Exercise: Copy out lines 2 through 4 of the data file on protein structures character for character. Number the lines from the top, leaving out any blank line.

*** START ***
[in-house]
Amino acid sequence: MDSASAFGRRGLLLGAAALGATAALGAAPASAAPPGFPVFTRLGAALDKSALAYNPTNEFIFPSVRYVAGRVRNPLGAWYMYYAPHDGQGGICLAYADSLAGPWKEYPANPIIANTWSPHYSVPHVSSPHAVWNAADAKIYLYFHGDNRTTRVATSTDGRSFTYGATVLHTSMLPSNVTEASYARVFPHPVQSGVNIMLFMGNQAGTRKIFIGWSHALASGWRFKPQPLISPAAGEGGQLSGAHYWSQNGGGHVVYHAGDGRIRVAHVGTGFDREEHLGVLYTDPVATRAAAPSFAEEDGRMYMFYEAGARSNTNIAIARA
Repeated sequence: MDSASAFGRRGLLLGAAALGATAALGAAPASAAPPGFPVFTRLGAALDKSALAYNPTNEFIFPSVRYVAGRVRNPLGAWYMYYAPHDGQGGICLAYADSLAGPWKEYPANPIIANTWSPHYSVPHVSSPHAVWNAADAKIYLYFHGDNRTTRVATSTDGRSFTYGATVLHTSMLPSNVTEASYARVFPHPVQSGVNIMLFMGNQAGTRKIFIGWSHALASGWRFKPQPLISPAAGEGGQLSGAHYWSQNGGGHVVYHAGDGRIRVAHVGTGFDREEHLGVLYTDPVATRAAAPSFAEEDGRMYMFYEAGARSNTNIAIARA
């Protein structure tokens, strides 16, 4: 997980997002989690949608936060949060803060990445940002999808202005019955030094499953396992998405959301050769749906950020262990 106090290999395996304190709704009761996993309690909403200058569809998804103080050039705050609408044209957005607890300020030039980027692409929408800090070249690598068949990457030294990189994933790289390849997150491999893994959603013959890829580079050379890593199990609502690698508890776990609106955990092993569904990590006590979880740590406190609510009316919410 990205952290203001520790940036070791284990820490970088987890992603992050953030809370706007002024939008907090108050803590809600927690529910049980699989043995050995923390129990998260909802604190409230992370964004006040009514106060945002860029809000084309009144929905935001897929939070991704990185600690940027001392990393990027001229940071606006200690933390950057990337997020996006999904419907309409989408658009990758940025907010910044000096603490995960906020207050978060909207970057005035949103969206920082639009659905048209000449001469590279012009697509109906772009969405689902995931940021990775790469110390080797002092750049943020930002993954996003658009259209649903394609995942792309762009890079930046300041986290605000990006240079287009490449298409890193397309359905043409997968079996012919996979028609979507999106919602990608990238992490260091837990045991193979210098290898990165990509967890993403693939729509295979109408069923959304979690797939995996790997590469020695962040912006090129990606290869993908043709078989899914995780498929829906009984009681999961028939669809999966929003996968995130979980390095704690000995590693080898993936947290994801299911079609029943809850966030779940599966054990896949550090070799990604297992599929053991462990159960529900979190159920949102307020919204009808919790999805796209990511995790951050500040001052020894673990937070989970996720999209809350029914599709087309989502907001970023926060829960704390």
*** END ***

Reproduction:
Amino acid sequence: MDSASAFGRRGLLLGAAALGATAALGAAPASAAPPGFPVFTRLGAALDKSALAYNPTNEFIFPSVRYVAGRVRNPLGAWYMYYAPHDGQGGICLAYADSLAGPWKEYPANPIIANTWSPHYSVPHVSSPHAVWNAADAKIYLYFHGDNRTTRVATSTDGRSFTYGATVLHTSMLPSNVTEASYARVFPHPVQSGVNIMLFMGNQAGTRKIFIGWSHALASGWRFKPQPLISPAAGEGGQLSGAHYWSQNGGGHVVYHAGDGRIRVAHVGTGFDREEHLGVLYTDPVATRAAAPSFAEEDGRMYMFYEAGARSNTNIAIARA
Repeated sequence: MDSASAFGRRGLLLGAAALGATAALGAAPASAAPPGFPVFTRLGAALDKSALAYNPTNEFIFPSVRYVAGRVRNPLGAWYMYYAPHDGQGGICLAYADSLAGPWKEYPANPIIANTWSPHYSVPHVSSPHAVWNAADAKIYLYFHGDNRTTRVATSTDGRSFTYGATVLHTSMLPSNVTEASYARVFPHPVQSGVNIMLFMGNQAGTRKIFIGWSHALASGWRFKPQPLISPAAGEGGQLSGAHYWSQNGGGHVVYHAGDGRIRVAHVGTGFDREEHLGVLYTDPVATRAAAPSFAEEDGRMYMFYEAGARSNTNIAIARA
């Protein structure tokens, strides 16, 4: 997980997002989690949608936060949060803060990445940002999808202005019955030094499953396992998405959301050769749906950020262990 106090290999395996304190709704009761996993309690909403200058569809998804103080050039705050609408044209957005607890300020030039980027692409929408800090070249690598068949990457030294990189994933790289390849997150491999893994959603013959890829580079050379890593199990609502690698508890776990609106955990092993569904990590006590979880740590406190609510009316919410 990205952290203001520790940036070791284990820490970088987890992603992050953030809370706007002024939008907090108050803590809600927690529910049980699989043995050995923390129990998260909802604190409230992370964004006040009514106060945002860029809000084309009144929905935001897929939070991704990185600690940027001392990393990027001229940071606006200690933390950057990337997020996006999904419907309409989408658009990758940025907010910044000096603490995960906020207050978060909207970057005035949103969206920082639009659905048209000449001469590279012009697509109906772009969405689902995931940021990775790469110390080797002092750049943020930002993954996003658009259209649903394609995942792309762009890079930046300041986290605000990006240079287009490449298409890193397309359905043409997968079996012919996979028609979507999106919602990608990238992490260091837990045991193979210098290898990165990509967890993403693939729509295979109408069923959304979690797939995996790997590469020695962040912006090129990606290869993908043709078989899914995780498929829906009984009681999961028939669809999966929003996968995130979980390095704690000995590693080898993936947290994801299911079609029943809850966030779940599966054990896949550090070799990604297992599929053991462990159960529900979190159920949102307020919204009808919790999805796209990511995790951050500040001052020894673990937070989970996720999209809350029914599709087309989502907001970023926060829960704390």